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Page last updated at 18:16 GMT, Saturday, 18 April 2009 19:16 UK

Leader of Burundi rebels disarms

Agathon Rwasa, leader of Burundi's last active rebel group, the FNL, arrives at the Bujumbura airport on 30 May
Agathon Rwasa said the demobilisation was a landmark

The head of the last major rebel group in Burundi has handed over his weapons at a ceremony marking the end of an armed struggle against the government.

Agathon Rwasa, of the Forces for National Liberation (FNL), gave his arms to African Union troops overseeing the peace process.

Up to 20,000 FNL rebels are due to be disarmed next week and some will be integrated into the security forces.

The FNL is expected to be registered as a political party next week.

Ethnic conflict in Burundi has led to the deaths of about 300,000 people in the past decade.

End of turmoil?

Agathon Rwasa handed over his arms at a ceremony in Rubira, about 20km (12 miles) west of the capital Bujumbura, where more than 3,000 of the rebels were gathered.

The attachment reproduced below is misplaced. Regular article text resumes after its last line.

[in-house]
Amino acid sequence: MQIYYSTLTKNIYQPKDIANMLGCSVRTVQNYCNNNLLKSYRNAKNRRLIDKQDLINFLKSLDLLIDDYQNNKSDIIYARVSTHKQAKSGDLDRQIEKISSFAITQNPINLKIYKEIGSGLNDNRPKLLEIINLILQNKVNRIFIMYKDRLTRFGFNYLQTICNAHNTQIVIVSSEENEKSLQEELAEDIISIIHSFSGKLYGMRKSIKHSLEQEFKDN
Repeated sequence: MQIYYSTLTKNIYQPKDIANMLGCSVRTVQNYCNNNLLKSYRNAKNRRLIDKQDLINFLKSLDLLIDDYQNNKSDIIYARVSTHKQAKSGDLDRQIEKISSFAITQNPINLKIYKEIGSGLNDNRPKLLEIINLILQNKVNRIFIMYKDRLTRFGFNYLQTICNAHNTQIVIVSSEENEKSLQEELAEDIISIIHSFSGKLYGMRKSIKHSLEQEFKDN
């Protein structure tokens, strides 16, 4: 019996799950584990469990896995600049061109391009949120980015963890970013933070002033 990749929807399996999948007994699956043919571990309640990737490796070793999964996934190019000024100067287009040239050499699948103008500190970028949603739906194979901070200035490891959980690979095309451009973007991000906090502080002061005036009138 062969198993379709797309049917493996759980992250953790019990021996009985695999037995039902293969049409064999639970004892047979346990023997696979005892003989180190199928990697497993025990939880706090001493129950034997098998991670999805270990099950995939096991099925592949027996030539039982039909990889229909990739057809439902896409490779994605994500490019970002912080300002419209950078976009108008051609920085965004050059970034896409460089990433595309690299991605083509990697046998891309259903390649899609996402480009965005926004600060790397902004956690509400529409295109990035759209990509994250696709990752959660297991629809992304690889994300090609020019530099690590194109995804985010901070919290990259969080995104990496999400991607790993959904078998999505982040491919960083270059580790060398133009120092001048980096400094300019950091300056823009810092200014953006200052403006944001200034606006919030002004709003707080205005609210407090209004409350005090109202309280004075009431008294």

Government officials and South African mediators were also present.

Mr Rwasa described the day as a landmark in the history of his movement and for Burundi.

Burundi soldier
Burundi's army will absorb more than 2,000 former rebels

Other members of the FNL are due to be disarmed next Tuesday before being taken to demobilisation centres.

Mediators have said that 3,500 former rebels will be integrated in Burundi's security forces - 2,100 into the army and 1,400 into the police force.

Lt-Gen Derrick Mgwebi, special envoy for South African chief mediator Charles Nqakula, said on Friday that integration would happen when the government has been told by mediators that "the FNL combatants are officially disarmed".

"There is a light at the end of turmoil," he added.

The Burundi state and the FNL signed a peace agreement in 2006 that ended two decades of ethnic war, but tensions have remained high.

The BBC's Prime Ndikumagenge spoke to villagers near the assembly area and most said they were happy that the ceremony had taken place.

However, some are worried that so few of the rebels are being integrated into the security forces.

One villager, who was not named, said: "We wonder what will become of the rest. They all know how to shoot and have fought for the movement but we hear they are being sent away without receiving anything. We don't know how all of this will end."



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